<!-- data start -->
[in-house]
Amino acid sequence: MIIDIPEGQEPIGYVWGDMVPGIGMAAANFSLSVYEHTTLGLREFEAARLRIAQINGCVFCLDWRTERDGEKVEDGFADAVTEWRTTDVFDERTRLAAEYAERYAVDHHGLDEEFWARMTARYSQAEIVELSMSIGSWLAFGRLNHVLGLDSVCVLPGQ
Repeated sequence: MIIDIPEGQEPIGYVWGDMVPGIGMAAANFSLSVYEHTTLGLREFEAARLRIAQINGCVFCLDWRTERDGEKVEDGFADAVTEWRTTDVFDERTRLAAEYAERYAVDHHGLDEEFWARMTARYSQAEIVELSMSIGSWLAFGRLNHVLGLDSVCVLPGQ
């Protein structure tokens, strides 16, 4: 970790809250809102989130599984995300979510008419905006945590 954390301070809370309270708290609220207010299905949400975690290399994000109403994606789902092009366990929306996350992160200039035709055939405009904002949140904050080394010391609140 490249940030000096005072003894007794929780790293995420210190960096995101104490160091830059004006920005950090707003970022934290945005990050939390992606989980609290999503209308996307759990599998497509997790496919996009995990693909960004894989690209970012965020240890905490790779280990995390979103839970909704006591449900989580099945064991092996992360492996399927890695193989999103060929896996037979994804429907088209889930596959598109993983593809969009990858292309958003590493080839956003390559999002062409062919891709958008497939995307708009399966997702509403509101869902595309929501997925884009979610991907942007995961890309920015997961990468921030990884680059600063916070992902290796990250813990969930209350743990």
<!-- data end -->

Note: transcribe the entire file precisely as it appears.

[in-house]
Amino acid sequence: MIIDIPEGQEPIGYVWGDMVPGIGMAAANFSLSVYEHTTLGLREFEAARLRIAQINGCVFCLDWRTERDGEKVEDGFADAVTEWRTTDVFDERTRLAAEYAERYAVDHHGLDEEFWARMTARYSQAEIVELSMSIGSWLAFGRLNHVLGLDSVCVLPGQ
Repeated sequence: MIIDIPEGQEPIGYVWGDMVPGIGMAAANFSLSVYEHTTLGLREFEAARLRIAQINGCVFCLDWRTERDGEKVEDGFADAVTEWRTTDVFDERTRLAAEYAERYAVDHHGLDEEFWARMTARYSQAEIVELSMSIGSWLAFGRLNHVLGLDSVCVLPGQ
């Protein structure tokens, strides 16, 4: 970790809250809102989130599984995300979510008419905006945590 954390301070809370309270708290609220207010299905949400975690290399994000109403994606789902092009366990929306996350992160200039035709055939405009904002949140904050080394010391609140 490249940030000096005072003894007794929780790293995420210190960096995101104490160091830059004006920005950090707003970022934290945005990050939390992606989980609290999503209308996307759990599998497509997790496919996009995990693909960004894989690209970012965020240890905490790779280990995390979103839970909704006591449900989580099945064991092996992360492996399927890695193989999103060929896996037979994804429907088209889930596959598109993983593809969009990858292309958003590493080839956003390559999002062409062919891709958008497939995307708009399966997702509403509101869902595309929501997925884009979610991907942007995961890309920015997961990468921030990884680059600063916070992902290796990250813990969930209350743990």